Data journalism and information visualization is a burgeoning field. Every week, Between the Spreadsheets will analyze, interrogate, and explore emerging work in this area. Between the Spreadsheets is brought to you by CJR and Columbia’s Tow Center for Digital Journalism.
When it comes to numbers, sometimes less is more. Peter Ørntoft’s data project for the Danish Design School — which recently won an Information is Beautiful award — doesn’t have much data on display, but its visual impact is bountiful. By selecting a choice few figures to illustrate his findings, he creates much more punch than by dumping all the information available and leaving it up to the reader to make head or tail of it.
A keen design eye goes a long way when visualizing data. Ørntoft’s piece was intended to be displayed in print form, but data journalism need not be relegated solely to the darkest corners of the Internet. In fact, infographics intended for print publication can inspire all kinds of data journalism projects. As this piece shows, approaching the visualization of data from a print design angle makes for an aesthetically appealing result. Data journalism doesn’t have to be a thing of beauty, but if it is, the point it makes tends to stick better.
The project uses data on what Danish people think about various social issues. Its strength is its integration of graphical elements with photography; it draws from an established visual literacy associated with photographs. The rule of thirds — a compositional principle that says images divided into three clear sections are easier to interpret — is apparent. There are three vertical sections, two grey spaces framing each side of the central element of the woman in the headscarf. There is also color-blocking; against a neutral background there are accents of primary colors which stand out and draw the eye to them, helping the viewer see that the action of this piece is happening in its center.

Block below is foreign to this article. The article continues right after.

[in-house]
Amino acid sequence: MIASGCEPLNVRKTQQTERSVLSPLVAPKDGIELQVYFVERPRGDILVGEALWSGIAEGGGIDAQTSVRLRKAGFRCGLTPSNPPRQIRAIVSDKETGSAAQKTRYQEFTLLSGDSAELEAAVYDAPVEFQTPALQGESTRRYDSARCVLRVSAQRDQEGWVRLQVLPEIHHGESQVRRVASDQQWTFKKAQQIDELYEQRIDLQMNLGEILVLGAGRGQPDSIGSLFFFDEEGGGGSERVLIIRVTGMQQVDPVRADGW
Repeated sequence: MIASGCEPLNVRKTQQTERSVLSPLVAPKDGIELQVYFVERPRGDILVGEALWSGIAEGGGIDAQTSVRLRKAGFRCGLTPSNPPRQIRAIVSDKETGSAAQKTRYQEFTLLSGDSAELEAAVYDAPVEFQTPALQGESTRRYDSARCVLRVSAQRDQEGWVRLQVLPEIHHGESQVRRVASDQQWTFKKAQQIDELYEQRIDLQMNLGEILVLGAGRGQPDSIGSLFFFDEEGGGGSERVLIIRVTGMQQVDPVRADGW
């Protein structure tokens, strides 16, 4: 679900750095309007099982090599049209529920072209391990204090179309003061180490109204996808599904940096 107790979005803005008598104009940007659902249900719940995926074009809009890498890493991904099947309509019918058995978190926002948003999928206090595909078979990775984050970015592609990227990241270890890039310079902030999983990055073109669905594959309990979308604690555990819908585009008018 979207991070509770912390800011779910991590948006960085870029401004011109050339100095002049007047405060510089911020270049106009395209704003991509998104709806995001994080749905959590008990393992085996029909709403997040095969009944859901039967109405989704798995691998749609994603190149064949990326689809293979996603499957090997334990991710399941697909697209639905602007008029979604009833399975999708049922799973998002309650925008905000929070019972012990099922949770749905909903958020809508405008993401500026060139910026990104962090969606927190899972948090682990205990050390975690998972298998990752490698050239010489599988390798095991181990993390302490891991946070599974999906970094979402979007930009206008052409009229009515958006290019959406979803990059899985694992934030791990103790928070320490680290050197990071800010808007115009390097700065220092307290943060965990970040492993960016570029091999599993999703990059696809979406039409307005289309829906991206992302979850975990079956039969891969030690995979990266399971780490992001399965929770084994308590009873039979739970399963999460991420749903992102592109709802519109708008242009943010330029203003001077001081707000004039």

This piece is a prime candidate for the theory that behind every great visualization is a simple chart. The headscarf piece isn’t just a well-composed photograph — it’s also a bar graph. Ørntoft seamlessly meshed it into his design by letting the strong visuals lead the piece while also ensuring those visuals were rooted in the context of the numbers they represent. By structuring the composition in a geometric and graphical style, the reader is reminded that at its core, this is a data story.
The piece that won the Information is beautiful award is a one photograph of a series. This format of a collection of images gives a nod to a well-established photography trope: the photo essay. In this case, its use creates a narrative. Ørntoft paints a bigger picture by showing the reader a selection of specific examples. Displaying the information like this also creates some breathing room; space to digest what is on display. On the whole, white space is used generously in this piece. The numbers stand out against a neutral background, giving them more punch and increasing the chance that the reader will actually absorb their meaning.
The numbers behind this piece came from an opinion poll carried out by a Danish consulting firm. This wasn’t an exercise in data journalism, but rather in art infographics, so while the design is superior, source verification isn’t a given. That said, independent or commissioned data collection is a practice it would behoove media outlets to implement. Data can be political not only when it deals with partisan subjects, but also in its acquisition.
Those who collect data—be it social advocacy groups or government bodies—have agendas they bring into their work. Were a media outlet to conduct its own opinion polls, for example, it would end up producing a graphic with solid statistics. Pair that with a design that has the visual impact of Ørntoft’s series, and that’s an award-winning combination.Anna Codrea-Rado is a digital media associate at the Tow Center for Digital Journalism at the Columbia University Graduate School of Journalism. Follow her on Twitter @annacod. Tags: Between the Spreadsheets, Peter Orntoft